Leadership, Training & Development

Developing Leaders: A Little Frustration Can Help Them Grow

Illustration by Dreamstime.

This week, I’m focusing on leadership lessons from top executives.

Today’s insight comes from Kon Leong, co-founder, president and chief executive of ZL Technologies, in an interview in The New York Times “Corner Office” column.

When asked what it’s like to work for him, Mr. Leong responded:

Certain aspects of my management style are extremely frustrating. There are many, many questions posed to me, many decisions asked of me. I try not to make them. I respond with more questions, because I want them to find the answer. It can be very frustrating to my employees, but I’m trying to get others to scale up and learn. They understand and accept my approach, but many still feel frustrated because they just want the answer.”

From this one paragraph, I see three clear leadership lessons:

1. Avoid the easy path

It’s often more expedient and easier to simply make decisions for others. Indeed, many would describe that as the job of the senior executive – to make the hard decisions.

But wise senior leaders know others will never develop into true leaders themselves unless they learn the process for finding the answers themselves. Yes, you should coach people in how to find the answer, but don’t make the decisions for them. (In fact, it can be quite harmful to do so as making too many decisions leads to decision fatigue and ultimate poorer outcomes.)

2. Create opportunities for others to develop

Most organizations have clearly defined career paths and learning and development programs. And these are good and valuable.

However, also be sure to take advantage of opportunities in the course of the daily work to help others grow and develop. As mentioned above, let them (or, rather, insist on them) making key business decisions, even as you mentor through the process.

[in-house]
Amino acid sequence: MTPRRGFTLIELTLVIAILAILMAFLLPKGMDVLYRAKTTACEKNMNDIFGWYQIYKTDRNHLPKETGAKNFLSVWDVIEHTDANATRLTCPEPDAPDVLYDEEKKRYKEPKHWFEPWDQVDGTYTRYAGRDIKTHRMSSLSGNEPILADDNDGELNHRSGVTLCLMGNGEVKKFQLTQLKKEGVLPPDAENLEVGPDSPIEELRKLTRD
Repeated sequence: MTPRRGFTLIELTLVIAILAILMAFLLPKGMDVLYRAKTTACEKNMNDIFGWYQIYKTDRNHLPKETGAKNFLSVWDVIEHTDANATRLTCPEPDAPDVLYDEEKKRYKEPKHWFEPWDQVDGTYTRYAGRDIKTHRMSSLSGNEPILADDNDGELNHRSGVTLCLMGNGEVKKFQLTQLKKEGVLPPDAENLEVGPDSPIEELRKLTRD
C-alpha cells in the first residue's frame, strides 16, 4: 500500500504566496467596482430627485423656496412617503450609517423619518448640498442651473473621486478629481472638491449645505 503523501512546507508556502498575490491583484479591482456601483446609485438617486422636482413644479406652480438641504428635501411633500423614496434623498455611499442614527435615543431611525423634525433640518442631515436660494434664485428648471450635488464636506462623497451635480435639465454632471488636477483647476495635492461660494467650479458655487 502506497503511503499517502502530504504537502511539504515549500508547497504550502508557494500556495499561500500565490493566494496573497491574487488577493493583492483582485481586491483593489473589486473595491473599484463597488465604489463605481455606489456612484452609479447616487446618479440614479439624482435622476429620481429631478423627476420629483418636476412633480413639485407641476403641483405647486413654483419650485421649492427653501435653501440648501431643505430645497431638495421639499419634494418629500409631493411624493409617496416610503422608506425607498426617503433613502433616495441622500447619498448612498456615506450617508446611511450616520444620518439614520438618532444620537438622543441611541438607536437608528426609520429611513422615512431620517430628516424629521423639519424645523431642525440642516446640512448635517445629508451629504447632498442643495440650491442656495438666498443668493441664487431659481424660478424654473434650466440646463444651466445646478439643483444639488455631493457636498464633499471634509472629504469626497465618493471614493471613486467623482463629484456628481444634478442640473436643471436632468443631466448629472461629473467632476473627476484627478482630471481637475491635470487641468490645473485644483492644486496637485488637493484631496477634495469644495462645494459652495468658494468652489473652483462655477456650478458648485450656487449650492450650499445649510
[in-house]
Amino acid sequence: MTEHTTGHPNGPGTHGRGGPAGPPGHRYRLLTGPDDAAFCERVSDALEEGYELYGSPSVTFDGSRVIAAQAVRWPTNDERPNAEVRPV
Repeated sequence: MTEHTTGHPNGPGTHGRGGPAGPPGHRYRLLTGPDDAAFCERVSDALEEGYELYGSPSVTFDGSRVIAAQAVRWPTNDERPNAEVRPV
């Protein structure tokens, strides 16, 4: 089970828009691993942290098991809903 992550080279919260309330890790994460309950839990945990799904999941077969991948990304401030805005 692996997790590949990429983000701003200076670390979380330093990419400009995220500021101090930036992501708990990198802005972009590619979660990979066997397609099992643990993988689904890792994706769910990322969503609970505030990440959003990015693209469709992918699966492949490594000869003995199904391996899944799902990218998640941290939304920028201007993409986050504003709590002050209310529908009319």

3. Be willing to frustrate people to help them grow

Understand that this management approach won’t always make you popular and may make employees who “just want to get it done” think you’re delaying progress. Be willing to play that role in order to create the opportunities to grow the next generation of leaders in your company.

What management style frustrates you? Can you see ways in which that style could actually be to your benefit?

You can find more from Derek Irvine on his Recognize This! blog.

The VP of Client Strategy and Consulting at Globoforce (www.globoforce.com), Derek Irvine is one of the world’s foremost experts on employee recognition and engagement, helping business leaders set a higher vision and ambition for their organizations. As a renowned speaker and co-author of Winning with a Culture of Recognition, he teaches companies how to use recognition to proactively manage company culture. Contact him at irvine@globoforce.com.
  • Ron Hurst

    Managing the frustration level can be tricky. Frustrate too much an employee may give up, frustrate them too little and they lose growth opportunities. The wise leader understand and develops relationships with his team that allow for optimized growth. Obviously frustration is only one answer and an excellent one at that. Learning opportunities may not be embraced by an employee without the emotional tension the paragraph above implies. We have to provide a subtle wake up call!

    I love the reference that leaders true expertise lies in the ability to know what questions to ask and how to ask them rather than having to have all the answers.

    http://developingleaders.co

  • Jay Parekh

    Senior Managers leaving organisation can be a good potential trainer also…